In the case of inter-State route, it is obvious that the State Government has while seeking approval of the Central Government for an inter-State scheme, to send to the Central Government all the relevant papers i.e. the objections of the objectors and its order on the objections. This being so, the Central Government at the time when it approved of the scheme had before it the objections of the objectors and the order of the State Government on those objections. It is well settled that it is not necessary that an oral hearing should be afforded to a person at every stage of the proceeding. All that is required is that the procedure adopted s'hould be fair in the circumstances of the case, (See: Pearl-berg v. Varty (Inspector of Taxes) 1972 WLR 534 at p. 545). In the present case inasmuch as the Central Government while approving the scheme had before it the view point of the objectors as also the view point of the State Government and was seized of the relevant records, we do not think that it was necessary for the Central Government to have afforded any further opportunity to the objectors by way of an oral hearing or filing of fresh objections before granting approval. As Section 68-D stands, we are satisfied that it substantially complies with the rule of natural justice by affording an opportunity to the objectors at the initial stage to have their say in the matter.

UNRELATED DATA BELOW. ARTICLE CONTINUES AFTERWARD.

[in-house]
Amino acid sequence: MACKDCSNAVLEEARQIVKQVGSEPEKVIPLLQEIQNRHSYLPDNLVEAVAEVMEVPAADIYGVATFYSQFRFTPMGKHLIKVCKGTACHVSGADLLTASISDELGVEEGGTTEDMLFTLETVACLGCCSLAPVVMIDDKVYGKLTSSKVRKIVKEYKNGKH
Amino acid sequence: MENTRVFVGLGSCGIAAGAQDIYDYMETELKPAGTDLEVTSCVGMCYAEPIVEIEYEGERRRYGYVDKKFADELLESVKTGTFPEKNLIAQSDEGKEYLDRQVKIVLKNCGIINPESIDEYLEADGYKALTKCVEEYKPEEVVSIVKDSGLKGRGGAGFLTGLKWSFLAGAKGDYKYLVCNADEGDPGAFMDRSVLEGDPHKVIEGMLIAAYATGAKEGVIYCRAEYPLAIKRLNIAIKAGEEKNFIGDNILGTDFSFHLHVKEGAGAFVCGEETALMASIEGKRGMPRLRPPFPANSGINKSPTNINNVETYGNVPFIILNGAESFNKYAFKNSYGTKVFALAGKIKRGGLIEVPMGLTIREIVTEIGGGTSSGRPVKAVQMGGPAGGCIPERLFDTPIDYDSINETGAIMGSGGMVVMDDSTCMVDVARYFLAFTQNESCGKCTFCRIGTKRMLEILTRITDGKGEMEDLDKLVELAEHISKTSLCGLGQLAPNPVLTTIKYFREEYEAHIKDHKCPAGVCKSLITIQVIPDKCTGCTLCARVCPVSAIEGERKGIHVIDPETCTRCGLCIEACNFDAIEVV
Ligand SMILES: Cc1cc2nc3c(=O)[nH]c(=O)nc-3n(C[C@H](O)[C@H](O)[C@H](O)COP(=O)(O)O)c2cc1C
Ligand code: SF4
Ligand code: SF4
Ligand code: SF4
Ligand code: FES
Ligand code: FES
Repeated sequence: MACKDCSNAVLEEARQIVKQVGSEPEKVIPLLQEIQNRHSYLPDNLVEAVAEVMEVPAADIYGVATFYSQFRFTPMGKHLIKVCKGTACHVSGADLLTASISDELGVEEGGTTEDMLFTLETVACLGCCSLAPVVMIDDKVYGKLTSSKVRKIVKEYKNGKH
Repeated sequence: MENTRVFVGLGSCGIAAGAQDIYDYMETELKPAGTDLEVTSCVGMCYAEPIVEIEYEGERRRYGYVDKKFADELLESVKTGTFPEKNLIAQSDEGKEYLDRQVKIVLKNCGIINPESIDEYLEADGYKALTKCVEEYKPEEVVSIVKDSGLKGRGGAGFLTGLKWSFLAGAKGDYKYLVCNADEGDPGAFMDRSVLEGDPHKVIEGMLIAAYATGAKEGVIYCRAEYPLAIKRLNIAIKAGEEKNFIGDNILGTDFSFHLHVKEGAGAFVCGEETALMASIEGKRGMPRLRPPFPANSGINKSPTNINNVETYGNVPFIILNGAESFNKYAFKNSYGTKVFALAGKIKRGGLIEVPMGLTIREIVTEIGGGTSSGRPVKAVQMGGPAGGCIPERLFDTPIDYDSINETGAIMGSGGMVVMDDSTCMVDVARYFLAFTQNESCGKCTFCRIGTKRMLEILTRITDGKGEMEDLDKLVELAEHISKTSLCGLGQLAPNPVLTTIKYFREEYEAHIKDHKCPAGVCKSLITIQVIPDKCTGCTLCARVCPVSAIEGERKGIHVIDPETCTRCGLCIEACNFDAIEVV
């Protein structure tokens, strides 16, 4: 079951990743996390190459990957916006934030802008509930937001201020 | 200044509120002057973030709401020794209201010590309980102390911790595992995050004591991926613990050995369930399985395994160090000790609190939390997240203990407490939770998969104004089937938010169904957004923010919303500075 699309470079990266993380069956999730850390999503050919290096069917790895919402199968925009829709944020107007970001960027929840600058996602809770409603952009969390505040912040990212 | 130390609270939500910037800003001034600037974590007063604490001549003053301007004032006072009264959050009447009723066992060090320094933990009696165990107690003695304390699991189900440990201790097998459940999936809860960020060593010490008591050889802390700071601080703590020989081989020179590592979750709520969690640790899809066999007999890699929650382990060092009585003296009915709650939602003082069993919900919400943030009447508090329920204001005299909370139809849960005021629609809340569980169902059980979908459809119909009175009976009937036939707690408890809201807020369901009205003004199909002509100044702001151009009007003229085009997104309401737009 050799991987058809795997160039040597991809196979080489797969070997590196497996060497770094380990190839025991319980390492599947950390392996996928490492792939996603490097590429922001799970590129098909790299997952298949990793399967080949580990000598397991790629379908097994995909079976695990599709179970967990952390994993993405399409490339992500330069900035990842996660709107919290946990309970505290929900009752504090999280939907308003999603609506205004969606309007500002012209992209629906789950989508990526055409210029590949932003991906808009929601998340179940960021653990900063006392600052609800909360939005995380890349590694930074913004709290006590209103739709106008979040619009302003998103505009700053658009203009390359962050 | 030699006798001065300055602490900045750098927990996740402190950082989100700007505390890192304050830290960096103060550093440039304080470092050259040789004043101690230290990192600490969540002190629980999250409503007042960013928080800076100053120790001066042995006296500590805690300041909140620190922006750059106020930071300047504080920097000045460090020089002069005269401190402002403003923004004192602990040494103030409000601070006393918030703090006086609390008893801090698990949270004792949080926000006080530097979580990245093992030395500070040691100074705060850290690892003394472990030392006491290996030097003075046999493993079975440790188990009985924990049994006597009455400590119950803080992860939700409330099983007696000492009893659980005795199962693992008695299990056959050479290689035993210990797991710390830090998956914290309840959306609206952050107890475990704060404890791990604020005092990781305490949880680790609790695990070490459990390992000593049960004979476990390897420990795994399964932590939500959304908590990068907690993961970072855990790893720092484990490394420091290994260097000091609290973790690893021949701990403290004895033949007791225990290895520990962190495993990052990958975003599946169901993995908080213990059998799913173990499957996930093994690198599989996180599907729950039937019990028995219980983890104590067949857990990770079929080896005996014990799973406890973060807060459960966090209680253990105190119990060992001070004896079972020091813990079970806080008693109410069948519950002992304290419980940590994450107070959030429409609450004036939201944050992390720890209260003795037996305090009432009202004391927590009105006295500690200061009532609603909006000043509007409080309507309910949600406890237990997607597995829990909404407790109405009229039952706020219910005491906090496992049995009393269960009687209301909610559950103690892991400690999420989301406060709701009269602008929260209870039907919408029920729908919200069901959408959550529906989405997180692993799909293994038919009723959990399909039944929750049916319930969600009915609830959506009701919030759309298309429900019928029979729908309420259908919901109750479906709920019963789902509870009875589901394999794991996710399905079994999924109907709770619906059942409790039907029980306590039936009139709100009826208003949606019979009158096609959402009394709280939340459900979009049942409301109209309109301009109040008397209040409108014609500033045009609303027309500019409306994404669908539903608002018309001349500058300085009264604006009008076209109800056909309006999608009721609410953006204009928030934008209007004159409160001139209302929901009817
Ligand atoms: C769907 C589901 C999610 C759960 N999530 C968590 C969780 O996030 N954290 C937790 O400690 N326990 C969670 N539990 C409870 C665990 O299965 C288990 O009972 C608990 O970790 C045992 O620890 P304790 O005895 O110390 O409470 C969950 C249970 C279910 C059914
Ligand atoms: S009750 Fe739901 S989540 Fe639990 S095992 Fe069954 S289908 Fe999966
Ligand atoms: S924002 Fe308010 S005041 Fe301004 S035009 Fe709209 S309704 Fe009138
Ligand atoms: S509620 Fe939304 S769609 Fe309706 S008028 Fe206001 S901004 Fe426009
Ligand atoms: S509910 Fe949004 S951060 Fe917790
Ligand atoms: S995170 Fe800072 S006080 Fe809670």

8. We may at this stage point out that it is doubtful as to whether the Central Government while granting approval of a scheme exercises quasi-judicial functions. It is, however, not necessary to decide this question as on the view that we take even if it be so, the provisions of Section 68-D ensure a fair opportunity to the objectors and as such, it cannot be said that there is any breach of the principles of natural justice when the Central Government grants approval without giving an opportunity to the objectors to be heard. This immediately brings us to the question as to whether it was necessary for the Central Government to have given reasons for granting approval.